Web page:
In Western music there are twelve tonal centers (i.e. “keys”) and, therefore, twelve different notes:

A, B-flat, B, C, D-flat, D, E-flat, E, F, G-flat, G, A-flat

This is not a reflection of how nature actually operates. It was a very deliberate, man-made choice to equally divide an octave into twelve different parts (see:

So why Twelve?

This is not entirely clear to me. But the number 12 has a rich history in society:

  • 12 months in a year
  • 12-hour clocks (60 seconds, 60 minutes, and a 24-hour day all divisible by 12)
  • 12 signs in the Western and Chinese zodiac (In fact, the Chinese use a 12 year cycle for time-reckoning called Earthly Branches.)
  • 12 astrological signs.

… Twelve is featured prominently in religion and myth:

  • 12 Apostles
  • 12 days of Christmas
  • The biblical Jacob had 12 sons, who were the progenitors of the Twelve Tribes of Israel
  • Eastern Orthodoxy observes 12 Great Feasts.
  • Greek mythology contains the 12 labors of Hercules.

… Twelve leaves its mark all over society:

  • 12 Function keys on standard keyboard
  • There’s also 12 buttons on a standard telephone (0-9, #, *)
  • We use the number twelve so often we have special words for it: Dozen. Noon.

Still, there is no apparent reason for choosing this one number over all others. The number spans time and cultures, yet notice that the number twelve always seems to be associated with earthly amounts. Look at the lists above. Even the religious figures are men and not deities. Zodiacs and astrology are systems to describe the fortunes of human beings. The number 12 seems to be a “safe” number in society. It’s what we use to designate the rational, the earthly, the countable.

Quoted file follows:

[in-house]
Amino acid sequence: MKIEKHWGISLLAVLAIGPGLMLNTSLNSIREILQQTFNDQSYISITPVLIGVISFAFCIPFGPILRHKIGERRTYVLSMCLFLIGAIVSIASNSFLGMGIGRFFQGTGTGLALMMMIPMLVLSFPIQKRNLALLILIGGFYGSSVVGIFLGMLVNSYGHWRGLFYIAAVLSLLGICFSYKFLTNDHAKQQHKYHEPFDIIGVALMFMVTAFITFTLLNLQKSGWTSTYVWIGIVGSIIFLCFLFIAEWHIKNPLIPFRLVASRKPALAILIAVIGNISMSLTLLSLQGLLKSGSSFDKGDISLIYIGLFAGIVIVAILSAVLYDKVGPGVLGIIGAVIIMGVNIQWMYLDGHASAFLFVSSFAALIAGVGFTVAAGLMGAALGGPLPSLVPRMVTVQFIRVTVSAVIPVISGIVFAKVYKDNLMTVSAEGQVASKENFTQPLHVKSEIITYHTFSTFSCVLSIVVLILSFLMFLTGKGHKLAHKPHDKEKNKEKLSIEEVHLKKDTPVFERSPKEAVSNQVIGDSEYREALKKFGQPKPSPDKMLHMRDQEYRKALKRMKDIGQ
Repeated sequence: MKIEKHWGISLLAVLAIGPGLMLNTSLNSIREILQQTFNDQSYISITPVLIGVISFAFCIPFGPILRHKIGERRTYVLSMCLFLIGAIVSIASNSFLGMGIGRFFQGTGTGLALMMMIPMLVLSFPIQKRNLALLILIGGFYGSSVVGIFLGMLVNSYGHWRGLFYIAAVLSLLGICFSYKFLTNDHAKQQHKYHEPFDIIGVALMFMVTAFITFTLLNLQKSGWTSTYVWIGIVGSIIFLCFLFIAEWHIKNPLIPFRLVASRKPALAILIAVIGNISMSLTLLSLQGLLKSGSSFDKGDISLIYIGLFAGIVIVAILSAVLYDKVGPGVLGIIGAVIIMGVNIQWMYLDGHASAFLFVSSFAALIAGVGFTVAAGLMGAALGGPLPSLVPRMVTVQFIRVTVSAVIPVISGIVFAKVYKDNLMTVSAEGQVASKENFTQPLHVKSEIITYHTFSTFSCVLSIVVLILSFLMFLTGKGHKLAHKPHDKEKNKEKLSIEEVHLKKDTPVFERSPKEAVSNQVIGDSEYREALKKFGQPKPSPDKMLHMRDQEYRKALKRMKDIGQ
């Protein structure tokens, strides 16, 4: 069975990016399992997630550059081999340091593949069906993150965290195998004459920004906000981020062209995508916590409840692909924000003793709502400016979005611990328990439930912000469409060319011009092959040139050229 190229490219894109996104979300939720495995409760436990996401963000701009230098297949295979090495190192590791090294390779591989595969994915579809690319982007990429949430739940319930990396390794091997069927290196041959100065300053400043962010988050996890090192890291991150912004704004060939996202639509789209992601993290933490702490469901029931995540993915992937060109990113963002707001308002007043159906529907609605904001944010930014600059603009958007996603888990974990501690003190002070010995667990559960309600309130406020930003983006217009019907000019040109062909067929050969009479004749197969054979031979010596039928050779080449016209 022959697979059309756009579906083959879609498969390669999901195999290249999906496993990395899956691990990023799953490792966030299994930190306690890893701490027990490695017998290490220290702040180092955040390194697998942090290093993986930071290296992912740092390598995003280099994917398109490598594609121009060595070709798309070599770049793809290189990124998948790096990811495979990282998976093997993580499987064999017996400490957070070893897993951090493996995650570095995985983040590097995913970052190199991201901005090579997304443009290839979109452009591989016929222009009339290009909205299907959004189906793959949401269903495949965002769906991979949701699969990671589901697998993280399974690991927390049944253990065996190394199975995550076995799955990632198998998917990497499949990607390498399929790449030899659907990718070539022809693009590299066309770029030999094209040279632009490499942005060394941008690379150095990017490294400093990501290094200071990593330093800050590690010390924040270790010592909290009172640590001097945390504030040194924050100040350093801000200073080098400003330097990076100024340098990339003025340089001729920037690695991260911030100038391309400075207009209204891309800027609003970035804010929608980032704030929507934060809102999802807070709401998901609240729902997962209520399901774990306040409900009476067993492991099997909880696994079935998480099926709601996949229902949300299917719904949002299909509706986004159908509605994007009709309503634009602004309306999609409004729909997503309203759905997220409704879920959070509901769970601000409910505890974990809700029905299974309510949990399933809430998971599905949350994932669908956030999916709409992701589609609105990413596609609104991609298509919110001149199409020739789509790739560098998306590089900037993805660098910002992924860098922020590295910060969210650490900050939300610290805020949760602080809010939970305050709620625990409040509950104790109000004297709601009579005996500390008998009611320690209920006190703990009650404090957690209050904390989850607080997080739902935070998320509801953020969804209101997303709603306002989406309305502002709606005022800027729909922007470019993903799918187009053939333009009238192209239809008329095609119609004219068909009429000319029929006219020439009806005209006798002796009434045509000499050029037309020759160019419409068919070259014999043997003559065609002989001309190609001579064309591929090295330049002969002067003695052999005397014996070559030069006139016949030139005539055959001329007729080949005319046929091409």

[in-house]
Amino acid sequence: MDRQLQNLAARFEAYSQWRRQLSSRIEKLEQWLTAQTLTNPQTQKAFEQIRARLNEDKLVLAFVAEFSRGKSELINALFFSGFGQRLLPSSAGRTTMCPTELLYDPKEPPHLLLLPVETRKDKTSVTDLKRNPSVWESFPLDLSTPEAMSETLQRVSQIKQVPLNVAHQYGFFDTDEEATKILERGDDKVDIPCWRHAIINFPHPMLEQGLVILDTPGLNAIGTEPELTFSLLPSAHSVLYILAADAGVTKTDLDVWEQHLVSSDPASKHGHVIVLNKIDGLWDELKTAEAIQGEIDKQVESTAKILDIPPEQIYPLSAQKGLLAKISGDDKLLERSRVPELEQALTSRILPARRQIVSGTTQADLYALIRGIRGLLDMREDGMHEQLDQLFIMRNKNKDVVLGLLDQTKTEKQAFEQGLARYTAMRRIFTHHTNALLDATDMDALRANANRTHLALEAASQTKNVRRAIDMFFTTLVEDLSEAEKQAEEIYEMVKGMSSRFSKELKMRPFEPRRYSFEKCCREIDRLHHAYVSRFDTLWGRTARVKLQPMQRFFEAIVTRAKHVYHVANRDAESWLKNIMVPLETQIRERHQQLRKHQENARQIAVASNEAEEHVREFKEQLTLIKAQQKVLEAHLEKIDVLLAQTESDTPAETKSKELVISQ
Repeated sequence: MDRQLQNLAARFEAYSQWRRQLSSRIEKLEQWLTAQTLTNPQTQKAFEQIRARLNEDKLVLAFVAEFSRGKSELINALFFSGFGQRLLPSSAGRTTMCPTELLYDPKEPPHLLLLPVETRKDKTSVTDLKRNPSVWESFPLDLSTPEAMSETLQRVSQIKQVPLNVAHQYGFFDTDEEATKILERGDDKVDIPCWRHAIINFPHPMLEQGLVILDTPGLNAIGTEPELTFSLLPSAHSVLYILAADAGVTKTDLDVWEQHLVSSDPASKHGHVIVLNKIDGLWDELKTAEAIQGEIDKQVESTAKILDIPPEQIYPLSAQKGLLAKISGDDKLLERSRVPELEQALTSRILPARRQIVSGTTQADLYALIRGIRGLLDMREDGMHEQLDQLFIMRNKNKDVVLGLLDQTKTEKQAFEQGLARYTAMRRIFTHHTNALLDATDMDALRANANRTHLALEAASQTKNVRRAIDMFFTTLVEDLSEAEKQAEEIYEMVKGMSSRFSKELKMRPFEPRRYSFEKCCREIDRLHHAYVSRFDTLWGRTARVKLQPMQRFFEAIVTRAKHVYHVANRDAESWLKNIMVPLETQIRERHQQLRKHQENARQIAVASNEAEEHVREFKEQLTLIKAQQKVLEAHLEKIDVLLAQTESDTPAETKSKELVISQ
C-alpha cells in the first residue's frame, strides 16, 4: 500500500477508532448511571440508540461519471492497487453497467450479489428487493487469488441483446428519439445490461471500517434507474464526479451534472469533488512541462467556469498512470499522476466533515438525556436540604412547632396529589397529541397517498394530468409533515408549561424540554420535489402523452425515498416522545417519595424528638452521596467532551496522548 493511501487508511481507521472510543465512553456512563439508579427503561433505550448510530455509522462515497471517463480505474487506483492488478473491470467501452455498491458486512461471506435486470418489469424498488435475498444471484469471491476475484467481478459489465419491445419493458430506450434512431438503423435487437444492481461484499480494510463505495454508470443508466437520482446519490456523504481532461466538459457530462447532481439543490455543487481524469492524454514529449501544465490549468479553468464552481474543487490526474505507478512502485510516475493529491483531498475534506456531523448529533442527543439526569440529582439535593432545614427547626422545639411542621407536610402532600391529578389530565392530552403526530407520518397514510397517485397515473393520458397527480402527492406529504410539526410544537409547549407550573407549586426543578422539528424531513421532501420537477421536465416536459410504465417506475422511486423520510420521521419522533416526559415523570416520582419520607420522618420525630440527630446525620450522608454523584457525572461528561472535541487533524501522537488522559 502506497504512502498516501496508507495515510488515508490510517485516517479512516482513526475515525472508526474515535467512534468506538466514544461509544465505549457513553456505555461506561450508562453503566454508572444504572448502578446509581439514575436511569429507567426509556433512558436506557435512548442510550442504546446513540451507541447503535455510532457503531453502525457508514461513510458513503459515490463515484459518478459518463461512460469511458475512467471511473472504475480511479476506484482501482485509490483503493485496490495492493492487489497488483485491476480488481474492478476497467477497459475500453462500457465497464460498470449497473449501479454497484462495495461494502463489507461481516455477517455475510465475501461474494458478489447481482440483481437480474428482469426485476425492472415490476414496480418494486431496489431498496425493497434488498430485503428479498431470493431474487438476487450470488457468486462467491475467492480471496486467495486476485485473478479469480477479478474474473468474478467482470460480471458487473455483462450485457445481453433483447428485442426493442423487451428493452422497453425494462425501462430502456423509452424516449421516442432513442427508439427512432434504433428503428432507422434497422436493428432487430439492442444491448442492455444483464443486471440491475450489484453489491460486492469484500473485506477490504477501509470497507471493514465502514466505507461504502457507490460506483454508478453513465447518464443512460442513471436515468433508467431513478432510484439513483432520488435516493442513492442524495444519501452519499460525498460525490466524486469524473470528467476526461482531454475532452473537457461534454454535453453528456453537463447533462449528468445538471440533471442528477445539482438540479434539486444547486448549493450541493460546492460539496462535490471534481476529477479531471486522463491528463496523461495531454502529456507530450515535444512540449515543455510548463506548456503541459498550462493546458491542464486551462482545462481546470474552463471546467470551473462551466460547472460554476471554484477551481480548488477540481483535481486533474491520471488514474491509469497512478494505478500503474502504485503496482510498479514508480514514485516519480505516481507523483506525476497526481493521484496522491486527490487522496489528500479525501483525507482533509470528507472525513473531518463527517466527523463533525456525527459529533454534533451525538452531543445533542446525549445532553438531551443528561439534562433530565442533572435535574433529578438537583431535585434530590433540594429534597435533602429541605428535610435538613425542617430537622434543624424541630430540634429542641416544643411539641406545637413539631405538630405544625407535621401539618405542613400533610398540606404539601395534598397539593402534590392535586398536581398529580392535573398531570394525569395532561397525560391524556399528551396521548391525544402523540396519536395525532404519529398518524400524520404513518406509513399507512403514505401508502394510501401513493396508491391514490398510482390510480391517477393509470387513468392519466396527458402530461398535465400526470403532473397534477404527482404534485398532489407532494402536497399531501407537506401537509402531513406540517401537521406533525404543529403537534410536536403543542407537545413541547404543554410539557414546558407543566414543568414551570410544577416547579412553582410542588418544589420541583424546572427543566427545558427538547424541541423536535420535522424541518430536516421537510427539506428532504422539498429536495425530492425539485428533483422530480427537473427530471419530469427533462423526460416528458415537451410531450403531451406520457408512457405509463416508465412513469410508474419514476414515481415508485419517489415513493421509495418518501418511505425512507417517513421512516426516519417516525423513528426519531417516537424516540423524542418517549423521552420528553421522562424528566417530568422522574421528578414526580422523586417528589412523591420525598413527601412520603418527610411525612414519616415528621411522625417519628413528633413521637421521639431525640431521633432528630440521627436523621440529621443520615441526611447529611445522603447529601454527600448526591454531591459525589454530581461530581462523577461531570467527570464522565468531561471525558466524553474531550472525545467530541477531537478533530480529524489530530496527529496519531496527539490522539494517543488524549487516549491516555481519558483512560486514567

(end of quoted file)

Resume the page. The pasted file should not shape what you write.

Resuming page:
So 13 would represent the “step beyond.” It’s the first number that can’t be reached, so to speak. Going back to the 12 Apostles, Jesus would be the 13th “transcendental” element. The song Twelve Days of Christmas came from the traditional practice of extending Yuletide celebrations over the twelve days from Christmas day to the eve of Epiphany. So the Epiphany is the 13th “transcendental” element. 12 Zodiac signs, plus the Sun. In Judaism, 13 signifies the age of maturity (bar mitzvah) for boys. The 13th floor on buildings supposedly doesn’t exist. And we all know to beware of Friday the 13th…

So the number 13, interestingly enough, has historically designated the spiritual, mystical, and transcendental.

Twelve represents rationality, and Thirteen represents mystery.


One Response to Twelve

  1. […] links mathematics and music. It also dovetails nicely with a post of mine from January 2009 (“Twelve“). It also references Pythagoras (who Plato secretly admired) and the importance placed on […]

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